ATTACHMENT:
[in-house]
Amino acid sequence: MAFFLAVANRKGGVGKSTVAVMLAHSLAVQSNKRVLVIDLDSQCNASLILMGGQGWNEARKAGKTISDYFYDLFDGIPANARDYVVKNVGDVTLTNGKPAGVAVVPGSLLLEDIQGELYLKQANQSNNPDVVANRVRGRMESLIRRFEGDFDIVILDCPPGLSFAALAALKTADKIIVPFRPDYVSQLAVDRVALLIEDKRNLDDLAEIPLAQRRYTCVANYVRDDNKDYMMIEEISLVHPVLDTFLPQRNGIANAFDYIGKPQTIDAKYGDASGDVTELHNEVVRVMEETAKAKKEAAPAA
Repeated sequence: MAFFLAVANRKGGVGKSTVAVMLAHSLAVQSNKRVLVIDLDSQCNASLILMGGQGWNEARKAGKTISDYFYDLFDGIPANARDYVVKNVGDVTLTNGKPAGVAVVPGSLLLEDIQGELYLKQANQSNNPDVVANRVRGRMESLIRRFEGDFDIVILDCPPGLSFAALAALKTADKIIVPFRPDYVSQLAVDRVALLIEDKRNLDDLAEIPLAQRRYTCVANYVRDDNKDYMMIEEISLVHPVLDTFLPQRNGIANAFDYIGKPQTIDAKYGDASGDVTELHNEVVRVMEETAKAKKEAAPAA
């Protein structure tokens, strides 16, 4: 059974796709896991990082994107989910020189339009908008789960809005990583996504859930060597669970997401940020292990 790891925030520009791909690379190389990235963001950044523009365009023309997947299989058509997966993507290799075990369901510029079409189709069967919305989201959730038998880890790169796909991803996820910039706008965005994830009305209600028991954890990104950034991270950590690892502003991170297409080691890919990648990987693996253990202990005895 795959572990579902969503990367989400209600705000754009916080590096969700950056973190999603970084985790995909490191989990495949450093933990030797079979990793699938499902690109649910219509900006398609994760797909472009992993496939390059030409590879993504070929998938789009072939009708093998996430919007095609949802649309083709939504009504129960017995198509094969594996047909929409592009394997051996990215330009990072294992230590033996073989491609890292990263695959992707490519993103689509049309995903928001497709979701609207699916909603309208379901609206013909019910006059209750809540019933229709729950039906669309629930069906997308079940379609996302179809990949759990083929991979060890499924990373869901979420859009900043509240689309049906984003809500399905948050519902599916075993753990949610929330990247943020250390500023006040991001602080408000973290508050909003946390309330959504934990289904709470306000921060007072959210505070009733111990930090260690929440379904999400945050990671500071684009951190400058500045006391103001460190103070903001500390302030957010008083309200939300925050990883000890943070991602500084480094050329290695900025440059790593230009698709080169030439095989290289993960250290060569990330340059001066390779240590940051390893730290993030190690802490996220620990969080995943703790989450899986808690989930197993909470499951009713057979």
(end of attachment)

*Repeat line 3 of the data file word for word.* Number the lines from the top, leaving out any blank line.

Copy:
Repeated sequence: MAFFLAVANRKGGVGKSTVAVMLAHSLAVQSNKRVLVIDLDSQCNASLILMGGQGWNEARKAGKTISDYFYDLFDGIPANARDYVVKNVGDVTLTNGKPAGVAVVPGSLLLEDIQGELYLKQANQSNNPDVVANRVRGRMESLIRRFEGDFDIVILDCPPGLSFAALAALKTADKIIVPFRPDYVSQLAVDRVALLIEDKRNLDDLAEIPLAQRRYTCVANYVRDDNKDYMMIEEISLVHPVLDTFLPQRNGIANAFDYIGKPQTIDAKYGDASGDVTELHNEVVRVMEETAKAKKEAAPAA